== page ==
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Inventing the Abbotts

movie reviewmovie review out of 4

All-Reviews.com Movie Review: Inventing the Abbotts

Starring: Billy Crudup, Joaquin Phoenix
Director: Pat O'Connor
Rated: R
RunTime: 100 Minutes
Release Date: April 1997
Genre: Drama


*Also starring: Liv Tyler, Joanna Going, Jennifer Connelly, Kathy Bates



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1.  Steve Rhodes review follows movie reviewmovie reviewvideo review
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Review by Steve Rhodes
2½ stars out of 4

"My brother and I were born strangers." The bittersweet drama INVENTING THE ABBOTTS chronicles the coming of age of two brothers, Doug and Jacey Holt, played with touching sincerity by Joaquin Phoenix (TO DIE FOR) and Billy Crudup (SLEEPERS). Set in 1957 in Haley, Illinois, the show is reminiscent of several old movies, but the story remains fresh and relevant.

Doug has fewer social graces than his slightly older brother Jacey. Doug will try anything, including painting on fake sideburns, to impress the girls. Jacey, on the other hand, attracts female companionship like honey attracts flies. As much as they profess their differences, they are remarkably similar in looks and tastes.

The boys are bound together in a close knit family run by their grade school teaching mother, Helen. Kathy Baker plays the widow with a natural grace. Her husband died during a childish bit of bravado before Doug was born. Baker's minor, but crucial, role has its biggest impact in a small revelation scene at the dinner table.

Although the story centers on the boys, equally interesting are the girls who live in the town's mansion. Jennifer Connelly (MULHOLLAND FALLS) plays the middle sister Eleanor Abbott, Liv Tyler (THAT THING YOU DO) is her younger sister Pamela, and Joanna Going (WYATT EARP) is her older sister Alice.

Jennifer Connelly gives a strong performance as the sexually promiscuous sister. She unabashedly loves sex and views sleeping around to be as natural as eating. Her no-holds-barred role even includes one of the few comedic scenes in the show. As partially shown in the film's trailers, when Doug tries to look up her dress in the library, she has both an enticement and a surprise for him. Connelly steals her scenes in INVENTING THE ABBOTTS.

The older sister Alice has a child and is about to be divorced. Alice is trivially older than the others, but the extra two years means she is the only one that can buy the beer. Alice's role is small, and Going's acting diminishes rather than enhances its importance.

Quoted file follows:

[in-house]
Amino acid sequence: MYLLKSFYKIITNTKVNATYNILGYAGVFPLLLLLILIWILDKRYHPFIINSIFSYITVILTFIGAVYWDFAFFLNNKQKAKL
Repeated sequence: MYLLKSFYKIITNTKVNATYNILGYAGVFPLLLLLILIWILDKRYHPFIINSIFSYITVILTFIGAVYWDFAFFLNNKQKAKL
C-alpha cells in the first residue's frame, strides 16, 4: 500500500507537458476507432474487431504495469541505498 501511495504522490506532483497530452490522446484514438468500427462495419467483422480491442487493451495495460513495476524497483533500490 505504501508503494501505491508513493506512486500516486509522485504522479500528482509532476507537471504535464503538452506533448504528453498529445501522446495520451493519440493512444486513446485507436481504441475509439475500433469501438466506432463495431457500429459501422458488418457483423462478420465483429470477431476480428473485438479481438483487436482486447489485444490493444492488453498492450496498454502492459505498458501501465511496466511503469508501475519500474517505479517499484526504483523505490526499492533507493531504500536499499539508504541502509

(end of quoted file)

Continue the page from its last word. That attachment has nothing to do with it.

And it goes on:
The story focuses more on Pam than on the other sisters. Pam looks and walks an ostrich. The costumes by Aggie Guerard Rodgers and the makeup, transform a normally radiant Tyler into a gawky teenager -- the mirror image of her looks in STEALING BEAUTY. Unlike her sexually active sisters, Pam wants to take it slow, real slow, when it comes to sex. She draws the line at kissing, which drives Doug's raging hormones wild. Tyler's acting is convincing during this part, but not later when Pam has supposedly matured some.

The Abbott family, like the Larrabee family in SABRINA, uses parties as a form of control. They throw them constantly as largess to buy off the town. The Abbotts are run with an iron glove by the father Lloyd (Will Patton). Patton (THE SPITFIRE GRILL) outlines his part but little more, happy to keep it pure formula. Lloyd's wife Joan (Barbara Williams) shows up but has nothing to do.

Screenwriter Ken Hixon creates a movie full of poignant and realistic vignettes. Typical of these is the simple scene of Doug and Pam horsing around on the family sofa. He wants to go upstairs and have sex with her, but she resists. They end up having non-sexual fun, just kidding around with each other. Their play comes to a halt when her big feet hit him in the groin.

The film's major difficulties stem from Pat O'Connor's direction. O'Conner, who gave us the delightful CIRCLE OF FRIENDS, seems incapable of weaving Hixon's vignettes into a compelling whole. The film drags frequently and the actors are allowed to let their voices taper off into incomprehensible, low mumbles. The film's pacing and energy level too often sag. The good parts are so insightful and strong that they easily carry the picture, but the interludes can be quite frustrating.

Copyright 1997 Steve Rhodes

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